Smith worked as a retail pharmacist so she could travel with her husband from base to base and spent several years in North Dakota and Denver, before returning to Milwaukee in the 1970s. She wound up back on campus, briefly working as School of Pharmacy Dean George Zografi’s assistant, earning her master’s in adult education from the School of Agriculture and Life Sciences, and working for the UW Extension before going back to practicing in Watertown and Oconomowoc.

“The pharmacy degree is so versatile,” she says. “It gives you credibility. I have used my degree so many times as a backstop to allow me to make changes.” 

Finding direction, founding companies

While her career and her first marriage had taken her around the country and through myriad opportunities, she still didn’t feel fulfilled. So she did what people who build cyclotrons in high school do: She bravely tried something new. Smith re-married, started her own natural foods business and kept her pharmacy job to cover her costs.

“I made granola in a licensed bakery from our farmhouse for five years,” Smith says. “Unfortunately, granola was the only thing I made…not money! I learned what not to do in business — that was my internship for being an entrepreneur.” 

With the natural foods business closed, Smith went into medical sales, spent two years with David Hamacher at D.P. Hamacher & Associates, then saw an opportunity in pharmaceutical returns, also known as reverse distribution, in which a company takes a pharmacy’s unsold or expired drugs and either returns them for credit or disposes of them. While she was with the Hamacher organization, she also met Monica Livingston, who was to be instrumental in the development of her next two business opportunities: Capital Returns, Inc. and PharmEcology Associates, LLC.

In 1991, Smith co-founded Capital Returns, Inc., one of the first pharmaceutical reverse distribution companies in the country. Smith served as president and chief regulatory advisor for 10 years and pioneered hazardous waste classification and controlled substance management.

Capital Returns became nationally known, and Smith sold the company to a private equity firm in 1997. The company was based in Milwaukee under several owners until August 2019, when the Milwaukee facility was closed after it was acquired by Inmar, another reverse distributor.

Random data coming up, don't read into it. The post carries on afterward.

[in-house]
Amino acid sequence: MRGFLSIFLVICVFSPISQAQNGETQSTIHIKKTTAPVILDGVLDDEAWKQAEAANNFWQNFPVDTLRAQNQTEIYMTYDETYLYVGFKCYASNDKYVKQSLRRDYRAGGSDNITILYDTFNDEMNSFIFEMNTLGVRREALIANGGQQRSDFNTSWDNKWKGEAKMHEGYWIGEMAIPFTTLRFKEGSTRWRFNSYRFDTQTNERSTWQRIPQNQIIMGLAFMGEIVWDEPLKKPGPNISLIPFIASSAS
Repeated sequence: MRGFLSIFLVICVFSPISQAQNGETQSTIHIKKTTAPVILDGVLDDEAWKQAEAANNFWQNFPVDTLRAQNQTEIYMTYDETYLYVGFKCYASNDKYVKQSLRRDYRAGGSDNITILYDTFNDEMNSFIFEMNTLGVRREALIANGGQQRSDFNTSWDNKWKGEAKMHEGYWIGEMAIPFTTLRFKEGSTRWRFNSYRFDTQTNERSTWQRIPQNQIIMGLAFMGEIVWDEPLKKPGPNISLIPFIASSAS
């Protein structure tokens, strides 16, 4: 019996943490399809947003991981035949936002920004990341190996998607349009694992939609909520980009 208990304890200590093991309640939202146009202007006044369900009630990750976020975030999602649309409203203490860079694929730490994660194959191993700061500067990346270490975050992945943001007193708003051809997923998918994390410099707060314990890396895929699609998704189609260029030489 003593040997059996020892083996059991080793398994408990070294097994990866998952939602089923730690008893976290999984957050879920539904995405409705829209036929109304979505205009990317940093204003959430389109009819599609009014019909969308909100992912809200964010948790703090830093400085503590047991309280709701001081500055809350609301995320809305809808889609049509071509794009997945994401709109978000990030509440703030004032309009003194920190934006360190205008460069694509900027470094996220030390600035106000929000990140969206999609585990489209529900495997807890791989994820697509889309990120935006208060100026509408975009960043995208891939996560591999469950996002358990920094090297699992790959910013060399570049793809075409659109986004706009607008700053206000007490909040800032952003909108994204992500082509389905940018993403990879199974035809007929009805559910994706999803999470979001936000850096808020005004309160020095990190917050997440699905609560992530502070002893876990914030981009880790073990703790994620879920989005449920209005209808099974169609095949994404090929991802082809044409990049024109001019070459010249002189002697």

“Nobody knew there was a problem, but we needed to come up with a solution.”
—Charlotte Smith

“I learned about hazardous waste and how it applies to drugs, and I realized my colleagues didn’t know about it,” Smith says.

At the time, intravenous fluids were often dumped down the drain, and other drug waste was disposed in red sharps containers or in the trash. Smith found that when she talked with her pharmacy colleagues about epinephrine, warfarin, and nicotine being hazardous chemical wastes, they were flabbergasted.

“Nobody knew there was a problem, but we needed to come up with a solution,” she explains.

Smith was determined to educate other pharmacists, healthcare providers, and environmental services professionals about drug waste and the U.S. Environmental Protection Agency (EPA)’s hazardous waste regulations. Smith and Livingston teamed up with an angel investor to build a database that would track new drugs coming onto the market every week and categorize their hazardous waste and NIOSH hazardous drug status. Smith called it the PharmE® Waste Wizard® and made it available online in 2003. It was the first of many products provided by PharmEcology, the company she launched in 2000.